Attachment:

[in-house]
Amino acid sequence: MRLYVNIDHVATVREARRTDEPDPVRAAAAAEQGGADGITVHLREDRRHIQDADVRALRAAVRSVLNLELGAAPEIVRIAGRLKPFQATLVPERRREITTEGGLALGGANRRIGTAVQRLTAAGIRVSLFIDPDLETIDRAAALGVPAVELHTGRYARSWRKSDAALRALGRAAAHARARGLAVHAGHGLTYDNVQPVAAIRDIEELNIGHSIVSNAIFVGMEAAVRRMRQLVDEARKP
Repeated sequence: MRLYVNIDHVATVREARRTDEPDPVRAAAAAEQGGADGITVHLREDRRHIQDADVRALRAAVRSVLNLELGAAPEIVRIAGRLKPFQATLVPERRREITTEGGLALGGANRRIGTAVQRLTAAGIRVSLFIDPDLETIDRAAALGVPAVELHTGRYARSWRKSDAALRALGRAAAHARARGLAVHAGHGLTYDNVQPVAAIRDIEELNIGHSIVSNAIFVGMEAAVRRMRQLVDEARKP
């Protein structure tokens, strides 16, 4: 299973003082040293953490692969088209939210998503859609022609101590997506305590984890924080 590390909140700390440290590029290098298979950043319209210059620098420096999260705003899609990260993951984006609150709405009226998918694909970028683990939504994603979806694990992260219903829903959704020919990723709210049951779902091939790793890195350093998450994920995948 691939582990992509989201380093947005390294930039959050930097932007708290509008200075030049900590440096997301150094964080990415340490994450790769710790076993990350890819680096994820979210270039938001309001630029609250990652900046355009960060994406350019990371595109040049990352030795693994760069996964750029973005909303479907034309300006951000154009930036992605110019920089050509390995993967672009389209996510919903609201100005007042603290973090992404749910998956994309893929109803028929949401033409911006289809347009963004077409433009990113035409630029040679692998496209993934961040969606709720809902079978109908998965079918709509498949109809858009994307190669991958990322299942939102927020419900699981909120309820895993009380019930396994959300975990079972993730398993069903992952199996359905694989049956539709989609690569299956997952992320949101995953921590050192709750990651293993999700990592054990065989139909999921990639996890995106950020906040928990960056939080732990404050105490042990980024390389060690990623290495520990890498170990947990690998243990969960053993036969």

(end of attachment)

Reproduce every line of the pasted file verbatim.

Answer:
[in-house]
Amino acid sequence: MRLYVNIDHVATVREARRTDEPDPVRAAAAAEQGGADGITVHLREDRRHIQDADVRALRAAVRSVLNLELGAAPEIVRIAGRLKPFQATLVPERRREITTEGGLALGGANRRIGTAVQRLTAAGIRVSLFIDPDLETIDRAAALGVPAVELHTGRYARSWRKSDAALRALGRAAAHARARGLAVHAGHGLTYDNVQPVAAIRDIEELNIGHSIVSNAIFVGMEAAVRRMRQLVDEARKP
Repeated sequence: MRLYVNIDHVATVREARRTDEPDPVRAAAAAEQGGADGITVHLREDRRHIQDADVRALRAAVRSVLNLELGAAPEIVRIAGRLKPFQATLVPERRREITTEGGLALGGANRRIGTAVQRLTAAGIRVSLFIDPDLETIDRAAALGVPAVELHTGRYARSWRKSDAALRALGRAAAHARARGLAVHAGHGLTYDNVQPVAAIRDIEELNIGHSIVSNAIFVGMEAAVRRMRQLVDEARKP
């Protein structure tokens, strides 16, 4: 299973003082040293953490692969088209939210998503859609022609101590997506305590984890924080 590390909140700390440290590029290098298979950043319209210059620098420096999260705003899609990260993951984006609150709405009226998918694909970028683990939504994603979806694990992260219903829903959704020919990723709210049951779902091939790793890195350093998450994920995948 691939582990992509989201380093947005390294930039959050930097932007708290509008200075030049900590440096997301150094964080990415340490994450790769710790076993990350890819680096994820979210270039938001309001630029609250990652900046355009960060994406350019990371595109040049990352030795693994760069996964750029973005909303479907034309300006951000154009930036992605110019920089050509390995993967672009389209996510919903609201100005007042603290973090992404749910998956994309893929109803028929949401033409911006289809347009963004077409433009990113035409630029040679692998496209993934961040969606709720809902079978109908998965079918709509498949109809858009994307190669991958990322299942939102927020419900699981909120309820895993009380019930396994959300975990079972993730398993069903992952199996359905694989049956539709989609690569299956997952992320949101995953921590050192709750990651293993999700990592054990065989139909999921990639996890995106950020906040928990960056939080732990404050105490042990980024390389060690990623290495520990890498170990947990690998243990969960053993036969």